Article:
New Mexico has long been home to a host of film festivals. And fall is more or less film festival season in these here parts. The New Mexico Asian Film Festival, Albuquerque Film and Music Experience, Mindfield Film Festival, Madrid Film Festival, ¡Globalquerque! International Cinema Series and the Santa Fe International Film Festival are just a few of the events hitting area venues this time of year. While countless others have come and gone, the Cine Magnifico Latino Film Festival is getting ready to join the film-loving crowd and celebrate its 10th anniversary.
A “personal project” of the Instituto Cervantes in Albuquerque, Cine Magnifico “originally came to life with a very specific objective: to make the best Latino cinema available to the community of Albuquerque in general, and to the lovers of the seventh art in particular.” This year Cine Magnífico returns to its traditional month of celebration and extends its dates over two weeks in which audiences will be able to enjoy 20 films made in, by or about a variety of Latin countries—from Spain to Peru. The films—most of them New Mexico premieres—will be shown at the National Hispanic Cultural Center (September 13, 14 and 24), Guild Cinema (September 17) and the historic KiMo Theatre (September 23 to 25). In addition, the festival extends all the way down to our neighbors in El Paso with two special screenings at Southwest University on September 15 and 29.
The festival begins on Tuesday, Sept. 13 at the NHCC’s Bank of America Theater with a free public screening of 1971’s The Last Movie. The legendarily troubled counterculture cult film was directed by local legend Dennis Hopper and snagged an award at the Venice Film Festival, but is rarely seen by audiences. It was shot in Peru and edited (for six drug-fueled months) in Taos, NM. Viewers who catch the film at 5pm are encouraged to stick around until 6:45pm when they can discover more secrets about the legendary director of Easy Rider thanks to journalist Fietta Jarque, author of Where Dennis Hopper Lost the Poncho. Jarque is traveling all the way from Peru to discuss her book and to talk about the making of the self-reflexive film—which centers on an American horse wrangler (Hopper) who stays behind after a film shoot wraps up in Peru to witness how the production has corrupted locals.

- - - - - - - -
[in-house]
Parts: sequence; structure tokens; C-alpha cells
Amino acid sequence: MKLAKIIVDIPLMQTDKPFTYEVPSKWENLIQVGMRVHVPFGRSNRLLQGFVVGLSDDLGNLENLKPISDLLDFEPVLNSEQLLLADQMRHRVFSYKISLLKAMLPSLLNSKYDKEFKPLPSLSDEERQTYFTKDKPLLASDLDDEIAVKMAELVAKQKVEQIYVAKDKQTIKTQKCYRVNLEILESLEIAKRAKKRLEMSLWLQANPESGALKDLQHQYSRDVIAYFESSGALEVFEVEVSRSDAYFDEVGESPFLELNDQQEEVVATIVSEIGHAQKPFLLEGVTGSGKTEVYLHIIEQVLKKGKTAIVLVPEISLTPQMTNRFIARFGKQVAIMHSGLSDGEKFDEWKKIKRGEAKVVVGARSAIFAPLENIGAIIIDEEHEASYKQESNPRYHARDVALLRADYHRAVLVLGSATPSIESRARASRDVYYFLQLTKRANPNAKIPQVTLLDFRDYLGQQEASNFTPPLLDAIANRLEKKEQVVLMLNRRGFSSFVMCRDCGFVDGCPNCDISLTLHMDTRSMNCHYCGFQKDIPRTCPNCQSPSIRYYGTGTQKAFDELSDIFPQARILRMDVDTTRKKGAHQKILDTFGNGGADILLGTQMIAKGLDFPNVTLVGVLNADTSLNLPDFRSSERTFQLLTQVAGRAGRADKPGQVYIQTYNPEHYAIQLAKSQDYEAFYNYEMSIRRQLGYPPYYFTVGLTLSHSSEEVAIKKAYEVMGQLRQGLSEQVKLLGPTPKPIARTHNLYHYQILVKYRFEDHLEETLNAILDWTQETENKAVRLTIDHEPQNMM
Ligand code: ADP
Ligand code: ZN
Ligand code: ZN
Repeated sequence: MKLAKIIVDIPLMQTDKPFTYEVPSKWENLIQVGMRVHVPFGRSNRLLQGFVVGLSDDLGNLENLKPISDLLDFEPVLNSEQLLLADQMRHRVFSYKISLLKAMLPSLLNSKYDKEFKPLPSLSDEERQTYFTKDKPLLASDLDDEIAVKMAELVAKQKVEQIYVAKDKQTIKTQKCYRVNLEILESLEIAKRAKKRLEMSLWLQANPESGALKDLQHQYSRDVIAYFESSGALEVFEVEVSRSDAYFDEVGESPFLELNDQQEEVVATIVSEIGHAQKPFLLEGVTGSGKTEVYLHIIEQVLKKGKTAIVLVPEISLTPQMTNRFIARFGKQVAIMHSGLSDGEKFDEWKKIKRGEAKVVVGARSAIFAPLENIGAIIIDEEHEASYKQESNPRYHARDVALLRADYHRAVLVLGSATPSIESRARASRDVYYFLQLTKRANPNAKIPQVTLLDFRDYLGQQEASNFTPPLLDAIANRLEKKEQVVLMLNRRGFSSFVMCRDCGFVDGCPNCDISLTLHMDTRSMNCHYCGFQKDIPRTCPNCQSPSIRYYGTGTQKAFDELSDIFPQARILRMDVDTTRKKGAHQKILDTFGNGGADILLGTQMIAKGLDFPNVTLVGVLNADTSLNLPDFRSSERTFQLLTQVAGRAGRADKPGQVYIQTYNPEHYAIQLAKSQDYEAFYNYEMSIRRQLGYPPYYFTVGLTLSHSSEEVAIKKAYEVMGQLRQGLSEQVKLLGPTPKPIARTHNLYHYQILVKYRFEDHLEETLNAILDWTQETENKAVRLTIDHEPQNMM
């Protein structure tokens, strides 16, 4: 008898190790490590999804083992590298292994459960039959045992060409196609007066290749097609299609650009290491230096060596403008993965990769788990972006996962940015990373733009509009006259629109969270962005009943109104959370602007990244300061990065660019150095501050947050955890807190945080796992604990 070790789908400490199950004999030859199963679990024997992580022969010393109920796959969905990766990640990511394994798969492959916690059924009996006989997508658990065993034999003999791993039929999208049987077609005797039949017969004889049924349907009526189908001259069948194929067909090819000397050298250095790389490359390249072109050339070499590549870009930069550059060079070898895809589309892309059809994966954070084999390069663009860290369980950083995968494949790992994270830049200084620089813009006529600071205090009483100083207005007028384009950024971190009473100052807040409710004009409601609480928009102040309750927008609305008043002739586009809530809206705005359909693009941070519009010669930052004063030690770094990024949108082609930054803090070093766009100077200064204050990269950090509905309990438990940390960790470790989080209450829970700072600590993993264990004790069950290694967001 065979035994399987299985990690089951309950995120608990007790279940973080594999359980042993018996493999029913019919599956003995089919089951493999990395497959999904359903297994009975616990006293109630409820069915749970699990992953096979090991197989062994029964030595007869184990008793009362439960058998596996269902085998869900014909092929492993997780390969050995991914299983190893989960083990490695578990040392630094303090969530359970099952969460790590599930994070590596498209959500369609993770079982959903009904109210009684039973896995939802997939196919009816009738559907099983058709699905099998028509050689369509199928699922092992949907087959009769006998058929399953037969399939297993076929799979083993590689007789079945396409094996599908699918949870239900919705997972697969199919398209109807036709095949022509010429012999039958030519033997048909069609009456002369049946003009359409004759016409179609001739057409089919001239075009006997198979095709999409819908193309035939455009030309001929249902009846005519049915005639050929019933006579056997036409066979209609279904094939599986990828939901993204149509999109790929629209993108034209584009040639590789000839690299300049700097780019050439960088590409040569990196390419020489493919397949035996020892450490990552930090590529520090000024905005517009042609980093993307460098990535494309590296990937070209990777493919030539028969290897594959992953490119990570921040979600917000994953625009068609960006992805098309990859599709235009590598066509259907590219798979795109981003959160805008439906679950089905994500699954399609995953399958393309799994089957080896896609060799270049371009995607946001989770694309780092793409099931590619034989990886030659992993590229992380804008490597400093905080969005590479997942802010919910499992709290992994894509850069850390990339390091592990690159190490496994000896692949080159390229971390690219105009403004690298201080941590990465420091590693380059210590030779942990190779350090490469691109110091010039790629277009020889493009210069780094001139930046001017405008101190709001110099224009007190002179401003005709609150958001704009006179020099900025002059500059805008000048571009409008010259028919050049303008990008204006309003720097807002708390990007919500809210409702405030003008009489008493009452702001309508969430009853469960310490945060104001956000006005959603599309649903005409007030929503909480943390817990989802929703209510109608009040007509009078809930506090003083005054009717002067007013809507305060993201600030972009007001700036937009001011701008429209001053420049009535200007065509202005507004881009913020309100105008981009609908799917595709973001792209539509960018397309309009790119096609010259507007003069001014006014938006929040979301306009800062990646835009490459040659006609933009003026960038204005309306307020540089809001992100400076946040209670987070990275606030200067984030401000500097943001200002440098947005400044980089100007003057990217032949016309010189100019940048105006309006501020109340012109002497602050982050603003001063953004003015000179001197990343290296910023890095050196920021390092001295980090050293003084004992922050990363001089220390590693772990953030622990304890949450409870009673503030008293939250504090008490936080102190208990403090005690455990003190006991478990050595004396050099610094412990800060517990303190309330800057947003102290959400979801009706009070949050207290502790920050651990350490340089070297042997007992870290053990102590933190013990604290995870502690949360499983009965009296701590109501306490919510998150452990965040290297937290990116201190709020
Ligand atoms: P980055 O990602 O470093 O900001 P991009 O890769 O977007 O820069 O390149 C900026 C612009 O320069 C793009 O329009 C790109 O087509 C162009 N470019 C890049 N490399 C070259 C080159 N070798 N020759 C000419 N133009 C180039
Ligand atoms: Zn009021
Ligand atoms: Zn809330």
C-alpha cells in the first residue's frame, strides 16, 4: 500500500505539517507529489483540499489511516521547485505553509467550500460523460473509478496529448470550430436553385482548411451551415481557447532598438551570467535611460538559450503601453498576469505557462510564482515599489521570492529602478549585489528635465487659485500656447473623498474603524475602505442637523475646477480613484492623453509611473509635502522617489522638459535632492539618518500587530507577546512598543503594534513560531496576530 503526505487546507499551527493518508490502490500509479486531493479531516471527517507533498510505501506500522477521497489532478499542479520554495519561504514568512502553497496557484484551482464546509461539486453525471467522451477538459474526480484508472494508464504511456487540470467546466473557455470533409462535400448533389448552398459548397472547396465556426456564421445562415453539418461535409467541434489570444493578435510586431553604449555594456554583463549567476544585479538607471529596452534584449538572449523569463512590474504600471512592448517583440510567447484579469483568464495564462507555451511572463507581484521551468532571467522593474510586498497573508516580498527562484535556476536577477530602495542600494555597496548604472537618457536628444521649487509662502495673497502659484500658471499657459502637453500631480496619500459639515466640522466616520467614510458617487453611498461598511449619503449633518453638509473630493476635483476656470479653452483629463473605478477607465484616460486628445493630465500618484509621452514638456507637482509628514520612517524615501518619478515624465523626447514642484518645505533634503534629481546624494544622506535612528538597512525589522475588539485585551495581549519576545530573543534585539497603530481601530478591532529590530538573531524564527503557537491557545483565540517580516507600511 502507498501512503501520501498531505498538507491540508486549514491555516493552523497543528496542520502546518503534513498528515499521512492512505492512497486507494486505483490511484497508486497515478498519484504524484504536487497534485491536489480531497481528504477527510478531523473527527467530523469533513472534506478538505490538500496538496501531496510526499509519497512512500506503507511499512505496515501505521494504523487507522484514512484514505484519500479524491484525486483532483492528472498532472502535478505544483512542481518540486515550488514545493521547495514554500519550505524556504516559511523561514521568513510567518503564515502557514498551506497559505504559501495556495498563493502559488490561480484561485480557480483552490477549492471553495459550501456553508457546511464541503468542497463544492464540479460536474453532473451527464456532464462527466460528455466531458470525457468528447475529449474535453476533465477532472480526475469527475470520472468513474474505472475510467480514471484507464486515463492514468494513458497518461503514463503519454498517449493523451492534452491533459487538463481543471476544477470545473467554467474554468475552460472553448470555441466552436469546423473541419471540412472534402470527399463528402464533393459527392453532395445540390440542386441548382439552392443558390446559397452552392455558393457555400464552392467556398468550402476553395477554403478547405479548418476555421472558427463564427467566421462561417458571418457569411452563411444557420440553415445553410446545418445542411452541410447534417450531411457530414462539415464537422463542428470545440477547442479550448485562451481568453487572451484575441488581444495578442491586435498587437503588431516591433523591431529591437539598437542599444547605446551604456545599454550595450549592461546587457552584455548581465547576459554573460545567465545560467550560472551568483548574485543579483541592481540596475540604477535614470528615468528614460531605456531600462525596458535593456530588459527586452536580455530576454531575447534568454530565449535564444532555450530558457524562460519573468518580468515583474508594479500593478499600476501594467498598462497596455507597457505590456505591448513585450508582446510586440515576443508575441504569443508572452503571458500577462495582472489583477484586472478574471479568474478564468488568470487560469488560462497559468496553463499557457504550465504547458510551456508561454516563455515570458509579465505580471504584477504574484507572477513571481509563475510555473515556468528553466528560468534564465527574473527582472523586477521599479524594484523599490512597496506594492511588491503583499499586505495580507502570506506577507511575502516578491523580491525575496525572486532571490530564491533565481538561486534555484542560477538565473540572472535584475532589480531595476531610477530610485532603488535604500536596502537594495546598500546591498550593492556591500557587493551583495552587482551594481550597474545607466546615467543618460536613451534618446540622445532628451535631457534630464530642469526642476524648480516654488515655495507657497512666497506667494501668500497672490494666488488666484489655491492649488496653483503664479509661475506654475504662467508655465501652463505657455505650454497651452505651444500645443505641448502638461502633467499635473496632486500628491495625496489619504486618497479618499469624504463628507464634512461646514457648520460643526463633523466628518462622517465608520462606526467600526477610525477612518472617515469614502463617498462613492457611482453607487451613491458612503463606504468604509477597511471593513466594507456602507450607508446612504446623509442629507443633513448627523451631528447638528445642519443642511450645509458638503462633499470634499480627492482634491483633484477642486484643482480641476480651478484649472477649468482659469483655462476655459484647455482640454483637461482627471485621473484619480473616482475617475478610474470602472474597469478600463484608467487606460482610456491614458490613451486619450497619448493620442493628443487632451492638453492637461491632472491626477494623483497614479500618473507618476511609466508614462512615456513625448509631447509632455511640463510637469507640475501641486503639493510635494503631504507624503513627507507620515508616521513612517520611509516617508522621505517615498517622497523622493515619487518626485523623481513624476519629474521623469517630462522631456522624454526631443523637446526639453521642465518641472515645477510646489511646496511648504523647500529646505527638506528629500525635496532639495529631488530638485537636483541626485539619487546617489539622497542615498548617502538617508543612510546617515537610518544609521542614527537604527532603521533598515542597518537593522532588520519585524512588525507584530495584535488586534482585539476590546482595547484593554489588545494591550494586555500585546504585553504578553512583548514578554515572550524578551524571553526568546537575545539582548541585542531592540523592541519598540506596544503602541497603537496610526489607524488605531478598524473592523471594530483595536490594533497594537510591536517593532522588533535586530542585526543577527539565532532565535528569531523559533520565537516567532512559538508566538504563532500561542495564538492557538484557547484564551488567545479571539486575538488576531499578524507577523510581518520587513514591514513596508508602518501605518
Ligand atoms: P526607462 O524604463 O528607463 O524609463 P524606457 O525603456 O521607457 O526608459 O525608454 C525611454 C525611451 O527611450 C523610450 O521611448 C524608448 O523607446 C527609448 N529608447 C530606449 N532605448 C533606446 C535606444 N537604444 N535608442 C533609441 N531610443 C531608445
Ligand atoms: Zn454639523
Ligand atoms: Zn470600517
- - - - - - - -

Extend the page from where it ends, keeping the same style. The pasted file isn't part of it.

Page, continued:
Another of this year’s guests is director Óscar Aibar. With the Spanish writer/director, Cine Magnifico inaugurates its main program of the festival on September 23 at the newly renovated KiMo Theatre. Starting at 3pm, the festival screens Aibar’s 2021 feature El Sustituto/The Replacement. Considered one of the most valued films of recent Spanish cinema, El Sustituto is considered “a curious and sinister story about former Nazi officer refugees on the most touristic coast of Spain.” With a degree in Fine Arts and a decade of experience as a comic book writer, Aibar has also developed a solid career as a film and television director with features such as El Bosque, Platillos Volantes and El Gran Vázquez and serialized comedy-dramas such as “Cuéntame,” one of the longest-running and highest-rated series on Spanish television. Following a post-film Q&A, Aibar will be the special guest at a welcome cocktail party in the KiMo lobby.
In addition to exposing audiences to a wealth of contemporary international features, supporting the local cinema of New Mexico filmmakers is important to the organizers of Cine Magnifico as well. To those ends, they’re dedicating an entire day (Sunday, Sept. 25) to showcasing the creativity of audiovisual creators from within our state. A selection of New Mexico-made short films gets underway at 3pm at KiMo. That’s topped off at 5:20pm by a round table discussion with filmmakers Erica Nguyen and Erik Sanchez, who will talk with Shelle Sanchez, director of Arts & Culture of the City of Albuquerque, and Milly Castañeda-Ledwith, founder of the Cine Magnifico Festival.
For a complete schedule of films and events at this year’s Cine Magnifical Latino Film Festival (Sept. 13 through 25), go to cinemagnifico.com. Some of the screenings are free. Others require tickets (either $5 or $10, depending on the film).